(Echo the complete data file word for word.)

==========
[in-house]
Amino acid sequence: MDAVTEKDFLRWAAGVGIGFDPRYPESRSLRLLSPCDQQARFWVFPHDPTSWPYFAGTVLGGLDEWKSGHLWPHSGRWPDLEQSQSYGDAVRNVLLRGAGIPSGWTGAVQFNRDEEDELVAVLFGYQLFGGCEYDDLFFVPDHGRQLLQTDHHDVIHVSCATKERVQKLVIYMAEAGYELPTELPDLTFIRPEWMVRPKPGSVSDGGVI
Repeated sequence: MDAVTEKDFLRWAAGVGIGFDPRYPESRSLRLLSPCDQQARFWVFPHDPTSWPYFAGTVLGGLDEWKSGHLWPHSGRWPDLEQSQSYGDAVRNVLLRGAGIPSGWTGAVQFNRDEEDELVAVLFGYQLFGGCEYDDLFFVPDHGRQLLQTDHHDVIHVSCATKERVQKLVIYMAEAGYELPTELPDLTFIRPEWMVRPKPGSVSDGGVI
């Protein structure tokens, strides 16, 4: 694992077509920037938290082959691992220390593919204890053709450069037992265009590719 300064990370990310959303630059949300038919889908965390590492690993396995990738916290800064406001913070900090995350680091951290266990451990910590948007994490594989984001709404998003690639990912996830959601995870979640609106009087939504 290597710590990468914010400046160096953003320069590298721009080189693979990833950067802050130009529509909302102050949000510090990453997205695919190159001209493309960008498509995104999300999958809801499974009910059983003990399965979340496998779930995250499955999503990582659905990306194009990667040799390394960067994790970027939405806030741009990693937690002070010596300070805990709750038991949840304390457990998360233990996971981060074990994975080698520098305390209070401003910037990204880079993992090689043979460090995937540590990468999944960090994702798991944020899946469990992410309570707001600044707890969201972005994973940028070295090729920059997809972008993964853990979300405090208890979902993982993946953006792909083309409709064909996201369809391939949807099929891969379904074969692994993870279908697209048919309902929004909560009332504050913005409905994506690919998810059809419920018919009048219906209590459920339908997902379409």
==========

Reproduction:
[in-house]
Amino acid sequence: MDAVTEKDFLRWAAGVGIGFDPRYPESRSLRLLSPCDQQARFWVFPHDPTSWPYFAGTVLGGLDEWKSGHLWPHSGRWPDLEQSQSYGDAVRNVLLRGAGIPSGWTGAVQFNRDEEDELVAVLFGYQLFGGCEYDDLFFVPDHGRQLLQTDHHDVIHVSCATKERVQKLVIYMAEAGYELPTELPDLTFIRPEWMVRPKPGSVSDGGVI
Repeated sequence: MDAVTEKDFLRWAAGVGIGFDPRYPESRSLRLLSPCDQQARFWVFPHDPTSWPYFAGTVLGGLDEWKSGHLWPHSGRWPDLEQSQSYGDAVRNVLLRGAGIPSGWTGAVQFNRDEEDELVAVLFGYQLFGGCEYDDLFFVPDHGRQLLQTDHHDVIHVSCATKERVQKLVIYMAEAGYELPTELPDLTFIRPEWMVRPKPGSVSDGGVI
């Protein structure tokens, strides 16, 4: 694992077509920037938290082959691992220390593919204890053709450069037992265009590719 300064990370990310959303630059949300038919889908965390590492690993396995990738916290800064406001913070900090995350680091951290266990451990910590948007994490594989984001709404998003690639990912996830959601995870979640609106009087939504 290597710590990468914010400046160096953003320069590298721009080189693979990833950067802050130009529509909302102050949000510090990453997205695919190159001209493309960008498509995104999300999958809801499974009910059983003990399965979340496998779930995250499955999503990582659905990306194009990667040799390394960067994790970027939405806030741009990693937690002070010596300070805990709750038991949840304390457990998360233990996971981060074990994975080698520098305390209070401003910037990204880079993992090689043979460090995937540590990468999944960090994702798991944020899946469990992410309570707001600044707890969201972005994973940028070295090729920059997809972008993964853990979300405090208890979902993982993946953006792909083309409709064909996201369809391939949807099929891969379904074969692994993870279908697209048919309902929004909560009332504050913005409905994506690919998810059809419920018919009048219906209590459920339908997902379409």